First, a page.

OCD (obsessive compulsive disorder) vs. OCPD (obsessive compulsive personality disorder): What's the Difference?

You’ve probably heard of OCD or obsessive compulsive disorder. But have you heard of OCPD? OCPD, or obsessive compulsive personality disorder, shares some similarities to OCD, but there are also many differences between the two. Let’s compare OCD vs. OCPD


OCD is a mental health disorder characterized by excessive thoughts and repetitive behaviors.

OCPD, on the other hand, is a personality disorder.

Unlike a mental health disorder that may be short-term and treatable, a personality disorder is a lifelong disorder that disrupts thoughts, behavior, and mood.

These issues can cause great distress to an individual.

OCD Symptoms vs. OCPD Symptoms

The characteristics of a person who has OCD come down to excessive and sometimes intrusive thoughts, images, and impulses.

Some of the most common obsessions in OCD patients include:

  • Contamination: Fear of contamination from body fluids, germs, household chemicals, and environmental pollutants
  • Sexual: Unwanted sexual thoughts and mental images
  • Violent: Excessive fear of harming oneself or someone else, or excessive mental images of violence or horror
  • Religious: Obsessive concern regarding offending God or being damned
  • Identity: Obsessive thoughts regarding sexual orientation or gender identity
  • Responsibility: Fear of something terrible happening and being responsible or fear of causing harm to someone by not being careful enough
  • Perfectionism: Fear of making mistakes and obsessive concern with being perfect
  • Relationships: Excessive fear regarding one’s partner and the flaws and qualities of the partner

Compulsions in OCD include:

  • Excessive washing and cleaning
  • Repeating words or tasks
  • Overchecking situations to make sure that you did not harm others
  • Rearranging things until they feel right
  • Counting while doing a task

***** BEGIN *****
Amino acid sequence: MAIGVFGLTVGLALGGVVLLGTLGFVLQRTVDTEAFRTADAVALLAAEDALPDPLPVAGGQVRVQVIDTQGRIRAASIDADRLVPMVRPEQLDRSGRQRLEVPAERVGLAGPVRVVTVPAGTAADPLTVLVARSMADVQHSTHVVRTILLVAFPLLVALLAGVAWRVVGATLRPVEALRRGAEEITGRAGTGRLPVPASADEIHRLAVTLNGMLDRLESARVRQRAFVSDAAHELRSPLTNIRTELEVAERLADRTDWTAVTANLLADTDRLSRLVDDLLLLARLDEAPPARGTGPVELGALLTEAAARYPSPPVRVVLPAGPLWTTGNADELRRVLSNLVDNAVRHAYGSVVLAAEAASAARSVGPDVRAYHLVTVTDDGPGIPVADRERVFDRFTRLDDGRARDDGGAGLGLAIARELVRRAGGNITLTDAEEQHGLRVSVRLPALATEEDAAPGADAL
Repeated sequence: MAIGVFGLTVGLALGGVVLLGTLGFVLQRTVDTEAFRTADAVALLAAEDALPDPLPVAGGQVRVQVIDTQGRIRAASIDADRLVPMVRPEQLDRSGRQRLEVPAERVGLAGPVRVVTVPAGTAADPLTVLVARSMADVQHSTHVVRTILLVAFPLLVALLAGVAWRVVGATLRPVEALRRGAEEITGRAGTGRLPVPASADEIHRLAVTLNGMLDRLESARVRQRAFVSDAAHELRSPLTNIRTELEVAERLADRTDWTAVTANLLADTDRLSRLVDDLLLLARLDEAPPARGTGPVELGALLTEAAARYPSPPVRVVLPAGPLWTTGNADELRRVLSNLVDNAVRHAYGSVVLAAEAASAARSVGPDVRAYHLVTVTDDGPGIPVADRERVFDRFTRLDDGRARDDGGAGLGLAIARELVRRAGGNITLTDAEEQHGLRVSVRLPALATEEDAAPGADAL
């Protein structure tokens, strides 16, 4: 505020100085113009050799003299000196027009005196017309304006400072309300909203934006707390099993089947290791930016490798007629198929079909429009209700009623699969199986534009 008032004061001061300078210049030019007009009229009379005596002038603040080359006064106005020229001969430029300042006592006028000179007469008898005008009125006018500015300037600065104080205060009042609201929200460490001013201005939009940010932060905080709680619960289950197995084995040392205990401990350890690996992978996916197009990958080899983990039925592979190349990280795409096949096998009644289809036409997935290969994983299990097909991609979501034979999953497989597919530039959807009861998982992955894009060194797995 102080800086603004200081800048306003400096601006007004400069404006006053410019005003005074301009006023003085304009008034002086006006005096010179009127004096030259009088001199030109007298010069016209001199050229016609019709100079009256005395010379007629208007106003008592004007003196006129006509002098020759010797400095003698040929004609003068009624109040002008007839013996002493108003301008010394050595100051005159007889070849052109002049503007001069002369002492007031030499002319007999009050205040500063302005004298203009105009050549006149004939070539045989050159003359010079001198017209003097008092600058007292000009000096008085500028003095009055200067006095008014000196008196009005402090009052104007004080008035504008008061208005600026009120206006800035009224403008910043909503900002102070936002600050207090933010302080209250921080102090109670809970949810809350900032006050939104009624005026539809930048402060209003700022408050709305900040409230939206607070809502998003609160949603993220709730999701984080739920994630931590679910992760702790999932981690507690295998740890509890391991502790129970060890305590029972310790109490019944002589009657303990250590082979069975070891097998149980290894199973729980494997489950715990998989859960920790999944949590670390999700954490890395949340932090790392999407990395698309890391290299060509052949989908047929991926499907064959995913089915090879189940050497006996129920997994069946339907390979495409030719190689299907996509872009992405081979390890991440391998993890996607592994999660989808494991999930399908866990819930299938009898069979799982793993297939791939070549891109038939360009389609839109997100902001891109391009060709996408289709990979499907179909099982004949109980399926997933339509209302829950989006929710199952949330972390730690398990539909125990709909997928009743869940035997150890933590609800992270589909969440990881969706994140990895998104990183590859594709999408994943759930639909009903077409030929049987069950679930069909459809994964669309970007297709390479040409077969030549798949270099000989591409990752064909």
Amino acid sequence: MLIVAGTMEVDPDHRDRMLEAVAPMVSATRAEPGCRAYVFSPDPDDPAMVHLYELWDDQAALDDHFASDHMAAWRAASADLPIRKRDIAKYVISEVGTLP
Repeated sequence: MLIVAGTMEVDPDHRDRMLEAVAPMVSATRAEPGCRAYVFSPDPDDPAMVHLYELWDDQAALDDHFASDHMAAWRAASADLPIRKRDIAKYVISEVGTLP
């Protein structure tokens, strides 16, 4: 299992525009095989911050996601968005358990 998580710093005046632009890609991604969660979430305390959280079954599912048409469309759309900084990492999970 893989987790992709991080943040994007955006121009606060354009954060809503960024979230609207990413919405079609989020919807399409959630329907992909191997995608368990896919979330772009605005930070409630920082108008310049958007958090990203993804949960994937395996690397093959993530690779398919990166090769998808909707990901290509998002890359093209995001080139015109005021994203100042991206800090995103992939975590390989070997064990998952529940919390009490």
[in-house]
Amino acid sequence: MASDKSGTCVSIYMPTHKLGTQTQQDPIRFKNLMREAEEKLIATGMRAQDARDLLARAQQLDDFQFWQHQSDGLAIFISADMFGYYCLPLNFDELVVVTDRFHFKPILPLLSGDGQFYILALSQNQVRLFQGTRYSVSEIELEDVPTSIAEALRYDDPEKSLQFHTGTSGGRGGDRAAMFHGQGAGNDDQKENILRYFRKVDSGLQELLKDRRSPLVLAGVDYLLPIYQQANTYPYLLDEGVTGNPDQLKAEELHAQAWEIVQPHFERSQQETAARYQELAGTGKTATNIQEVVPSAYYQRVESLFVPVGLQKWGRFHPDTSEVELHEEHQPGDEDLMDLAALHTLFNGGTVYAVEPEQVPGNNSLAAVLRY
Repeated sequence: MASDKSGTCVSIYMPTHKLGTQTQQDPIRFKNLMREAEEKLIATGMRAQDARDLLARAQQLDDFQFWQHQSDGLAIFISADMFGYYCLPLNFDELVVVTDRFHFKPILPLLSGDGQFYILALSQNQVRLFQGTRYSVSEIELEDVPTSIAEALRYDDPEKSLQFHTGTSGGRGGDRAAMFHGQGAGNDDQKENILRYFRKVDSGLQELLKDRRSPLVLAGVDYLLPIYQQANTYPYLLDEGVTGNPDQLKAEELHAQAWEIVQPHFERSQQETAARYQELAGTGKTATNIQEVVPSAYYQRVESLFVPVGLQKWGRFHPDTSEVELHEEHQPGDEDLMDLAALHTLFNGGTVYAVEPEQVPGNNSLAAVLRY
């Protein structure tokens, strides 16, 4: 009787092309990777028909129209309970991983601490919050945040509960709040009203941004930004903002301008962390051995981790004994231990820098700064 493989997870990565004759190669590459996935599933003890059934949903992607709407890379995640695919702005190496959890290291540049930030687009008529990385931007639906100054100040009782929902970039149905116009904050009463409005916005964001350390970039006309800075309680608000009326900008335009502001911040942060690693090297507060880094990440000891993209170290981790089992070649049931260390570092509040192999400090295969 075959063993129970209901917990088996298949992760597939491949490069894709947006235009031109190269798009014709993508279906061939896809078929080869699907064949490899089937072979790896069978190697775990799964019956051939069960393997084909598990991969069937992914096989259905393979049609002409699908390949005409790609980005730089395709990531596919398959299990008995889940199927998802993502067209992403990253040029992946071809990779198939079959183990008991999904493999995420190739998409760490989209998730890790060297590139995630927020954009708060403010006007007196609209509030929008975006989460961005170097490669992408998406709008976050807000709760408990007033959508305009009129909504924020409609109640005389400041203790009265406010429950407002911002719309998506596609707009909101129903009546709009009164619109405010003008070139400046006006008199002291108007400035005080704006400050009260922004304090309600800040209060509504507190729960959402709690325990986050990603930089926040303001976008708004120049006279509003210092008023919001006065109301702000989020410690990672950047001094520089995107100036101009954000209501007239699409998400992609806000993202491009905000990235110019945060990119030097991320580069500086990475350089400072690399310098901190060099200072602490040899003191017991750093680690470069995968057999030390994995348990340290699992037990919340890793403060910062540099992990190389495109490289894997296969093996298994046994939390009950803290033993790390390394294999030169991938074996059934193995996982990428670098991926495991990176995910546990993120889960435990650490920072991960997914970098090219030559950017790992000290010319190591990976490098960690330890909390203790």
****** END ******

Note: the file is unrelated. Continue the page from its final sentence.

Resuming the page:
• Praying to prevent harm

Symptoms specific to those with OCPD include:

  • Obsessive devotion to work that affects other activities
  • Obsessive fixation on rules, lists, and details that are minor
  • The inability to finish tasks due to excessive perfectionism
  • Obsession with moral and ethical codes
  • Hoarding tendencies

Diagnosing OCD vs. OCPD

OCD has no tests available for diagnosing it in individuals.

Instead, your health care professional will ask you a series of questions to make the diagnosis.

These questions often relate to specific factors like obsessions and compulsions.

On the other hand, to receive an OCPD diagnosis, you must exhibit four or more symptoms out of the following eight signs:

  • Perfectionism that limits finishing tasks
  • Neglecting relationships due to a devotion to work
  • Hoarding money for worst-case scenarios
  • Obsessing over ethics, value, and morality
  • Not wanting to assign tasks without a guarantee that those assigned will perform them exactly as asked
  • Not wanting to part with worthless items
  • A disposition that is stubborn or rigid
  • Obsession with maintaining order by using lists, schedules, and rules

In addition to meeting at least four of the above symptoms, they must have been present in a long-term pattern that formed prior to early adulthood.

The diagnosis of OCPD will involve a screening questionnaire, much like an OCD diagnosis.